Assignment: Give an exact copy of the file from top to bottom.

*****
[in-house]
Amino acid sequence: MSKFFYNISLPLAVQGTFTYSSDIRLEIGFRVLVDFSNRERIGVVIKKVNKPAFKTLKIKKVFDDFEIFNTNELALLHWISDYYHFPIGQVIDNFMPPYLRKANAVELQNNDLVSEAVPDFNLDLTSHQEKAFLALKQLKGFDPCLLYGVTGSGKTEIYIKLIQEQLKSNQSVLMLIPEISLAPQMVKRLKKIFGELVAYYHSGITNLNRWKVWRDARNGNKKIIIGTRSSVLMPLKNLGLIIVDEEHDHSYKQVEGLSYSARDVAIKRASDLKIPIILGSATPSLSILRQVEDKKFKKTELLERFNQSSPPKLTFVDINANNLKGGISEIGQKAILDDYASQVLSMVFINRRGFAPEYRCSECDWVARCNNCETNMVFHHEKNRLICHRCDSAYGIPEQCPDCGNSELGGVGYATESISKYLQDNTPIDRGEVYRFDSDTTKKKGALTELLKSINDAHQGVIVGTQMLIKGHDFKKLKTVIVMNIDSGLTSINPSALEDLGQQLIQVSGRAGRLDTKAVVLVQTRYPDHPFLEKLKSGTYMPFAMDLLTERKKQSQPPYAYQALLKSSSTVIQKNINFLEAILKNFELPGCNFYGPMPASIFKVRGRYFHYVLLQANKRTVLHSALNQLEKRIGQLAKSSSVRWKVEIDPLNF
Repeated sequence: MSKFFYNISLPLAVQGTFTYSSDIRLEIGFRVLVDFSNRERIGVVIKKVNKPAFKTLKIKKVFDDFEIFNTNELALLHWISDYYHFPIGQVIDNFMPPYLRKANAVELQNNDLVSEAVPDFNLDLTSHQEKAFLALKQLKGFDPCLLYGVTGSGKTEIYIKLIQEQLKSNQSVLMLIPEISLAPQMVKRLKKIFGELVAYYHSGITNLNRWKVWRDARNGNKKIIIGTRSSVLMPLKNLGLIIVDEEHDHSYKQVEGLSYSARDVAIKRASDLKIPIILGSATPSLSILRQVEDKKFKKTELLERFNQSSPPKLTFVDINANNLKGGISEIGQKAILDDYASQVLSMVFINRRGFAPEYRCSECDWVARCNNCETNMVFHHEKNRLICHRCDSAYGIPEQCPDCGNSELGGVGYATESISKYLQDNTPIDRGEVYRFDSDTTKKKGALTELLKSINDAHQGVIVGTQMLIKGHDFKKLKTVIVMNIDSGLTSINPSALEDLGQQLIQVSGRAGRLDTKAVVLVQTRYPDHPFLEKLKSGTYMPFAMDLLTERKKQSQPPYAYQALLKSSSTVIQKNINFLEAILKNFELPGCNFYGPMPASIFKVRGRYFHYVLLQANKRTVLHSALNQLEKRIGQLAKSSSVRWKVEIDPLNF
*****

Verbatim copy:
[in-house]
Amino acid sequence: MSKFFYNISLPLAVQGTFTYSSDIRLEIGFRVLVDFSNRERIGVVIKKVNKPAFKTLKIKKVFDDFEIFNTNELALLHWISDYYHFPIGQVIDNFMPPYLRKANAVELQNNDLVSEAVPDFNLDLTSHQEKAFLALKQLKGFDPCLLYGVTGSGKTEIYIKLIQEQLKSNQSVLMLIPEISLAPQMVKRLKKIFGELVAYYHSGITNLNRWKVWRDARNGNKKIIIGTRSSVLMPLKNLGLIIVDEEHDHSYKQVEGLSYSARDVAIKRASDLKIPIILGSATPSLSILRQVEDKKFKKTELLERFNQSSPPKLTFVDINANNLKGGISEIGQKAILDDYASQVLSMVFINRRGFAPEYRCSECDWVARCNNCETNMVFHHEKNRLICHRCDSAYGIPEQCPDCGNSELGGVGYATESISKYLQDNTPIDRGEVYRFDSDTTKKKGALTELLKSINDAHQGVIVGTQMLIKGHDFKKLKTVIVMNIDSGLTSINPSALEDLGQQLIQVSGRAGRLDTKAVVLVQTRYPDHPFLEKLKSGTYMPFAMDLLTERKKQSQPPYAYQALLKSSSTVIQKNINFLEAILKNFELPGCNFYGPMPASIFKVRGRYFHYVLLQANKRTVLHSALNQLEKRIGQLAKSSSVRWKVEIDPLNF
Repeated sequence: MSKFFYNISLPLAVQGTFTYSSDIRLEIGFRVLVDFSNRERIGVVIKKVNKPAFKTLKIKKVFDDFEIFNTNELALLHWISDYYHFPIGQVIDNFMPPYLRKANAVELQNNDLVSEAVPDFNLDLTSHQEKAFLALKQLKGFDPCLLYGVTGSGKTEIYIKLIQEQLKSNQSVLMLIPEISLAPQMVKRLKKIFGELVAYYHSGITNLNRWKVWRDARNGNKKIIIGTRSSVLMPLKNLGLIIVDEEHDHSYKQVEGLSYSARDVAIKRASDLKIPIILGSATPSLSILRQVEDKKFKKTELLERFNQSSPPKLTFVDINANNLKGGISEIGQKAILDDYASQVLSMVFINRRGFAPEYRCSECDWVARCNNCETNMVFHHEKNRLICHRCDSAYGIPEQCPDCGNSELGGVGYATESISKYLQDNTPIDRGEVYRFDSDTTKKKGALTELLKSINDAHQGVIVGTQMLIKGHDFKKLKTVIVMNIDSGLTSINPSALEDLGQQLIQVSGRAGRLDTKAVVLVQTRYPDHPFLEKLKSGTYMPFAMDLLTERKKQSQPPYAYQALLKSSSTVIQKNINFLEAILKNFELPGCNFYGPMPASIFKVRGRYFHYVLLQANKRTVLHSALNQLEKRIGQLAKSSSVRWKVEIDPLNF